Investment in property has been and continues to be a popular form of investment for many people. It is seen as a route by which:
- relatively secure capital gains can be made on eventual sale
- income returns can be generated throughout the period of ownership
- mortgage finance is covered in repayment terms by the security of the eventual sale of the property and in interest terms by the rental income.
Of course, the net returns in capital and income will depend on a host of factors. But on the basis that the investment appears to make commercial sense, what tax factors should you take into account?
This factsheet should be considered only in relation to a UK resident property owner.
Who or what should purchase the property?
An initial decision needs to be made whether to purchase the property:
- as an individual
- as a joint owner or via a partnership (often with a spouse)
- via a company.
There are significant differences in the tax effects of ownership by individuals or a company.
Deciding on the best medium will depend on a number of factors.
You are currently trading as a limited company
The personal purchase of new offices or other buildings and the charging of rent for the use of the buildings to your company is very tax efficient from an income tax position as:
- the rental you receive from the company allows sums to be extracted without national insurance
- the company will be able to claim a corporate tax deduction for the rent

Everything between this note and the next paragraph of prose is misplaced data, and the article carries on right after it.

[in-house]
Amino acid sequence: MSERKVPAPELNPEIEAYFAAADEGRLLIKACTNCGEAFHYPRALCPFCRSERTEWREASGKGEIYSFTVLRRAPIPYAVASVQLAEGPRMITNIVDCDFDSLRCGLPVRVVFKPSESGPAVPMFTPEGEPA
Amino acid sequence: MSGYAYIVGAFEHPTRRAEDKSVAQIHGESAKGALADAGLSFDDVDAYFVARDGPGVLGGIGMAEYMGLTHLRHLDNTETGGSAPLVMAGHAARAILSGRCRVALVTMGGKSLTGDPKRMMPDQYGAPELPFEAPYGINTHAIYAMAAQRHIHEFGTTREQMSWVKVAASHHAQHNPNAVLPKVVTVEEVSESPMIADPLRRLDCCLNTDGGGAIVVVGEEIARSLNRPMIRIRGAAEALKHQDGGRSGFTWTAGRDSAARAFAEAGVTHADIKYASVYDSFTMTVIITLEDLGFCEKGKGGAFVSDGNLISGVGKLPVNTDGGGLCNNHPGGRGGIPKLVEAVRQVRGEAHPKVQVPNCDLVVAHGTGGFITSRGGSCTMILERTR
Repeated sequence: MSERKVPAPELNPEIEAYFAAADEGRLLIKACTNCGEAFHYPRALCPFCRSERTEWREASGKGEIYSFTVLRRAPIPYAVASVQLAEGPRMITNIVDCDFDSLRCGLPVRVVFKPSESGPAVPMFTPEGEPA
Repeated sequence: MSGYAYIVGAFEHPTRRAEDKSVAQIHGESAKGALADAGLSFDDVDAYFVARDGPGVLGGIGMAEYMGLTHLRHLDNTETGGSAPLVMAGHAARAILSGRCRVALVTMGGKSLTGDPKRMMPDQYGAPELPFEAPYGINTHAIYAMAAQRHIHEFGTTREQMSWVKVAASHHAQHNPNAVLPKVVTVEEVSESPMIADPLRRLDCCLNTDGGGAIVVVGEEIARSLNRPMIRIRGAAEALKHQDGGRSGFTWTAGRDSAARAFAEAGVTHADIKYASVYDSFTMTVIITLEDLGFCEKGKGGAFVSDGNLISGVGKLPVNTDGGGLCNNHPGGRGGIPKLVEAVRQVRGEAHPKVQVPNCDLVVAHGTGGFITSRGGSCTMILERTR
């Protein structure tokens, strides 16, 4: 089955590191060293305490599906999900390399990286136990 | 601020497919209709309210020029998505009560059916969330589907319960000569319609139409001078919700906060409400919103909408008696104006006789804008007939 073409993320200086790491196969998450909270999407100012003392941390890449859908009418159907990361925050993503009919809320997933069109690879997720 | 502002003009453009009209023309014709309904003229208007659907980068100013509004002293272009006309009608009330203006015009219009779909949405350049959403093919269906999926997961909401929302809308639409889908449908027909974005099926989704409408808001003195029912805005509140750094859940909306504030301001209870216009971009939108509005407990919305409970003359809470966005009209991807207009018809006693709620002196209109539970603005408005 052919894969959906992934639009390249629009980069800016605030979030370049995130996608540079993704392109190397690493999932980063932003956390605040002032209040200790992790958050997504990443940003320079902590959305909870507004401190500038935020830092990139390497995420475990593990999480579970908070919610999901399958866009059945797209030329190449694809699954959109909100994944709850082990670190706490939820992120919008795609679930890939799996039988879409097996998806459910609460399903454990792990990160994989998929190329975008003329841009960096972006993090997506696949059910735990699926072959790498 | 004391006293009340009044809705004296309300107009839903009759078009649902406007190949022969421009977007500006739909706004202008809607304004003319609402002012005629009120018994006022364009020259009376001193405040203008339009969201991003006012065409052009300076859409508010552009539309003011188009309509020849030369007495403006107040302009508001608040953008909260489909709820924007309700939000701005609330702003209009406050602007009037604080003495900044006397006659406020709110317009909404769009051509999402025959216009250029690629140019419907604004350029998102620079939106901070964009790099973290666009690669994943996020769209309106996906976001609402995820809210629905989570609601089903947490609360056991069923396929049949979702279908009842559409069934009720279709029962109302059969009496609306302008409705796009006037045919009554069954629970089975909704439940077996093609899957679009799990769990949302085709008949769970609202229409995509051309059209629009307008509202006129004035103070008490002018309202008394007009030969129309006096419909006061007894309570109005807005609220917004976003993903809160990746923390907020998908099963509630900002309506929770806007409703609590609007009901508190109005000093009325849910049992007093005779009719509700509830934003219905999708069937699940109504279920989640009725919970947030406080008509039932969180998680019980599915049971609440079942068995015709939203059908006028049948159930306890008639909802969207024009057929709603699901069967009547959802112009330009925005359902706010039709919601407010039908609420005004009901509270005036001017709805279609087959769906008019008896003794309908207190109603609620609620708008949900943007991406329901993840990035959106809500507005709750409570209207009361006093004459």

- finance costs are currently deductible from the rents.
Capital gains on the disposal of an asset are generally calculated by deducting the cost of the asset from the proceeds on disposal and reducing this by the annual exemption. Gains are treated as an individual’s top slice of income and are generally taxed at 10% and 20% or a combination of the two. However gains on residential property are charged at 18% and 28%.
Capital gains tax (CGT) and Business Asset Disposal Relief (BADR)
Unfortunately BADR is unlikely to be available on the disposal of business premises used by your company where rent is paid. This is due to the restrictions on obtaining the relief on what is known as an ‘associated disposal’. These restrictions include the common situation where a property is currently in personal ownership, but is used in an unquoted company or partnership trade in return for a rent. Under the BADR provisions such relief is restricted where rent is paid.
The decision as to who should own a residential property to let is a balancing act depending on overall financial objectives.
The answer will be dependent on the following factors:
- do you already run your business through your own company?
- how many similar properties do you want to purchase in the future?
- do you intend to sell the property and when?
Company versus personal ownership - eventual disposal
If you already run your business through a company it may be more tax efficient to own the property personally as you will be able to make use of your CGT annual exemption (and your spouse's annual exemption if jointly owned) on eventual disposal to reduce the gain.
In contrast, a company may still be able to use an indexation allowance to reduce a capital gain. This effectively uplifts the cost of the property by the increase in the Retail Price Index (RPI) over the period of ownership up until December 2017 when indexation allowances were frozen, irrespective of the date of disposal of the asset.
Indexation is not available to reduce the gain on the disposal by an individual so in situations where indexation allowance is substantial, this could result in lower gains.
Company versus personal ownership - rental income
For personally-owned property the net rental income will be taxed at your marginal rate of tax, but if you are financing the purchase with a high percentage of bank finance, the income tax bill was previously relatively small. However for rented property with personal ownership the deduction for finance costs is not allowed from April 2020.